Finally, there were reports of unsanitary conditions, badly managed homes, and children being cruelly treated. An orphanage is surely no one’s idea of a perfect environment for young children, and yet, the alternatives for many of Barnardo’s children were cold, hunger, abuse from drunken parents, child prostitution, death from exposure. Even for less extreme cases the orphanage could be a haven. My paternal grandfather, whom I never knew, was sent to an orphanage (not a Barnardo’s,  but the Hull Seamen’s Orphanage) following the death of his father. The regime was harsh: if the boys wet the bed they were beaten, the girls were made to parade around the room with their mattresses strapped to their backs. And yet, my father told me, my grandfather always spoke highly of the shelter which the home provided, of the education he was given, of the lessons in health and hygiene; and from games at the orphanage he developed a lifelong love of cricket. All these things he tried to pass on to his own children, and my father and his brothers were taken every year to the Open Day at the orphanage. And if my father’s inherited obsession with immaculate fingernails seemed a little excessive to me as a child, still my Barnardo’s box always weighed heavy with his loose change.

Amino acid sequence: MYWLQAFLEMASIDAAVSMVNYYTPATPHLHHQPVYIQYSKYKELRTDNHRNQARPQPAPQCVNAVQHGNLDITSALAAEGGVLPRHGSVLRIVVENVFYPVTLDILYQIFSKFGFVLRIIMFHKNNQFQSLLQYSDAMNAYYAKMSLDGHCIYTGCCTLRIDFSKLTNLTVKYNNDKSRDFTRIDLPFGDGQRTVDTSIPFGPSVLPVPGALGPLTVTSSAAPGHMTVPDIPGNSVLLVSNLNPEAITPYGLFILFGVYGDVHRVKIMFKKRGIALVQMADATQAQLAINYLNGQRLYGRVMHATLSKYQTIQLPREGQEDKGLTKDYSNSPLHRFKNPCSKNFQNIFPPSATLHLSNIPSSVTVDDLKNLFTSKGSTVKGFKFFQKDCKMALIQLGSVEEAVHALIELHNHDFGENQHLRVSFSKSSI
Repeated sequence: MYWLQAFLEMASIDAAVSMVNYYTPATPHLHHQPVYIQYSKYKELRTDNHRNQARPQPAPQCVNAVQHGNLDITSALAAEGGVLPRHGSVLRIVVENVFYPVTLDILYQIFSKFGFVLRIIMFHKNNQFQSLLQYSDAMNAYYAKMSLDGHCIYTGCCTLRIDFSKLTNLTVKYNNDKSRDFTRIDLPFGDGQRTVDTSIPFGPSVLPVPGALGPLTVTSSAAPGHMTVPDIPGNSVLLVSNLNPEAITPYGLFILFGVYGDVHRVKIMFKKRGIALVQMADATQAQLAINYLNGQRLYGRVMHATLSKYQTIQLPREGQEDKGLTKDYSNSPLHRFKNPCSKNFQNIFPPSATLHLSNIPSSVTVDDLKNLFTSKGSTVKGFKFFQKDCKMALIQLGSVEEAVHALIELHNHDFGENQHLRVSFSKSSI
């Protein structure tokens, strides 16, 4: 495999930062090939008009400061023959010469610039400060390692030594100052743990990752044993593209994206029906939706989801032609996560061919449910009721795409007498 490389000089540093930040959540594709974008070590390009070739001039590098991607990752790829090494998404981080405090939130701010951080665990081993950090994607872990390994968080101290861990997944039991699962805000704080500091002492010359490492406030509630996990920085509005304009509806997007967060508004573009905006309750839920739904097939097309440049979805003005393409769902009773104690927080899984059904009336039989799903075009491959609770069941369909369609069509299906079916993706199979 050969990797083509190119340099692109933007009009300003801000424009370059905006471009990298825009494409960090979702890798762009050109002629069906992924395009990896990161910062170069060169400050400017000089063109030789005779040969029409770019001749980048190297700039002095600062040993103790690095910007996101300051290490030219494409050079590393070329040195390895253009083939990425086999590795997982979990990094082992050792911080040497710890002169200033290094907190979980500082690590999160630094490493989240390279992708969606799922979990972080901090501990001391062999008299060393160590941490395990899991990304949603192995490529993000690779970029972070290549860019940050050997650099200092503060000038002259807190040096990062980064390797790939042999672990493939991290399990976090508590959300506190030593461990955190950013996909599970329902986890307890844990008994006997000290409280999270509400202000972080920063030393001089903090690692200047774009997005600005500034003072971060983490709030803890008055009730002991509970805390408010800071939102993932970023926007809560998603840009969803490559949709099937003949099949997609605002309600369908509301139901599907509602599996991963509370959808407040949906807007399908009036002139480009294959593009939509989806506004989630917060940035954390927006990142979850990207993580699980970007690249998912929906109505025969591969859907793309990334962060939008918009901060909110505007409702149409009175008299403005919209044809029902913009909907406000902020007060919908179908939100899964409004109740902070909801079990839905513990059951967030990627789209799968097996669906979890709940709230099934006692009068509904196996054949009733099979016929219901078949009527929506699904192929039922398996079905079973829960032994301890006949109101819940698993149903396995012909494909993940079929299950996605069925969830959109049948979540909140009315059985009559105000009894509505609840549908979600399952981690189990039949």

I doubt if today children’s libraries stock eulogising, uncritical hagiographies of Victorian philanthropists, and if I read those books again now I might find their tone cloying. Modern accounts of those nineteenth humanitarians do not spare them accusations of conceit, arrogance, paternalism, and dogmatism. And yet they were brave, good people who gave of their time, money, and energies, faced down criticism, sneers and personal attacks to make their world a little better for others.

Thousands of people filed past Barnardo’s coffin as it lay in state for three days in Limehouse, and lined the streets as it passed through the East End to Liverpool Street Station to be transported to Barkingside. Barnardo had chosen to be buried at the Girls’ Village Home, where Syrie later joined him. A  magnificent monument designed by George Frampton marks their grave. Today many of the original  cottages have been demolished and the land sold to developers so that utilitarian new housing forms an unprepossessing backdrop to the Barnardo memorial, but it still looks out onto the “village green” surrounded by the remaining Victorian cottages now leased to a housing association. And looking across the green and the waterfountain towards the church it takes but little imagination to hear the children’s voices and to catch a glimpse of little girls in button boots, long frocks, and white aprons.

New housing on land formerly a part of the Girls’ Village has crept up on the Barnardo memorial